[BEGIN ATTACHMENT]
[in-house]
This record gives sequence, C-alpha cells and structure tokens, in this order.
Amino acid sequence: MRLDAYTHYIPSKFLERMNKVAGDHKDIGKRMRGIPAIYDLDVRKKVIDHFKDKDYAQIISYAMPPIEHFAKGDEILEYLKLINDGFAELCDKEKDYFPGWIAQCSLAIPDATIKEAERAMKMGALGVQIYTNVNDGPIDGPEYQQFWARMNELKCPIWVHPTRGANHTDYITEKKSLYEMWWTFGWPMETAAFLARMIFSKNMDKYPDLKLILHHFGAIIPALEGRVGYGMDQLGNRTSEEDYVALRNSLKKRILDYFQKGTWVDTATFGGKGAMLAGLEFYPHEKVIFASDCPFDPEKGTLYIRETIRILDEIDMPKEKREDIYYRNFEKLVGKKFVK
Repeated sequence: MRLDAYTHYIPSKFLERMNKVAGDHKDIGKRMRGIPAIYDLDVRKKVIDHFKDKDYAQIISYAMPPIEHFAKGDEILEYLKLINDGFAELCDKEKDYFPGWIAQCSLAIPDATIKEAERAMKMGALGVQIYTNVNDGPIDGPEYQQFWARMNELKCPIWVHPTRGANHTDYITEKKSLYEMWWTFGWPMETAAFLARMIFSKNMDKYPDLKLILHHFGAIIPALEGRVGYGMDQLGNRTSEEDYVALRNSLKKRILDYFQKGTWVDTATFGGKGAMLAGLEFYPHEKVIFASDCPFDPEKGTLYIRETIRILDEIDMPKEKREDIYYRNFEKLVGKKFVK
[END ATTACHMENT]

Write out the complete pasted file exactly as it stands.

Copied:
[in-house]
This record gives sequence, C-alpha cells and structure tokens, in this order.
Amino acid sequence: MRLDAYTHYIPSKFLERMNKVAGDHKDIGKRMRGIPAIYDLDVRKKVIDHFKDKDYAQIISYAMPPIEHFAKGDEILEYLKLINDGFAELCDKEKDYFPGWIAQCSLAIPDATIKEAERAMKMGALGVQIYTNVNDGPIDGPEYQQFWARMNELKCPIWVHPTRGANHTDYITEKKSLYEMWWTFGWPMETAAFLARMIFSKNMDKYPDLKLILHHFGAIIPALEGRVGYGMDQLGNRTSEEDYVALRNSLKKRILDYFQKGTWVDTATFGGKGAMLAGLEFYPHEKVIFASDCPFDPEKGTLYIRETIRILDEIDMPKEKREDIYYRNFEKLVGKKFVK
Repeated sequence: MRLDAYTHYIPSKFLERMNKVAGDHKDIGKRMRGIPAIYDLDVRKKVIDHFKDKDYAQIISYAMPPIEHFAKGDEILEYLKLINDGFAELCDKEKDYFPGWIAQCSLAIPDATIKEAERAMKMGALGVQIYTNVNDGPIDGPEYQQFWARMNELKCPIWVHPTRGANHTDYITEKKSLYEMWWTFGWPMETAAFLARMIFSKNMDKYPDLKLILHHFGAIIPALEGRVGYGMDQLGNRTSEEDYVALRNSLKKRILDYFQKGTWVDTATFGGKGAMLAGLEFYPHEKVIFASDCPFDPEKGTLYIRETIRILDEIDMPKEKREDIYYRNFEKLVGKKFVK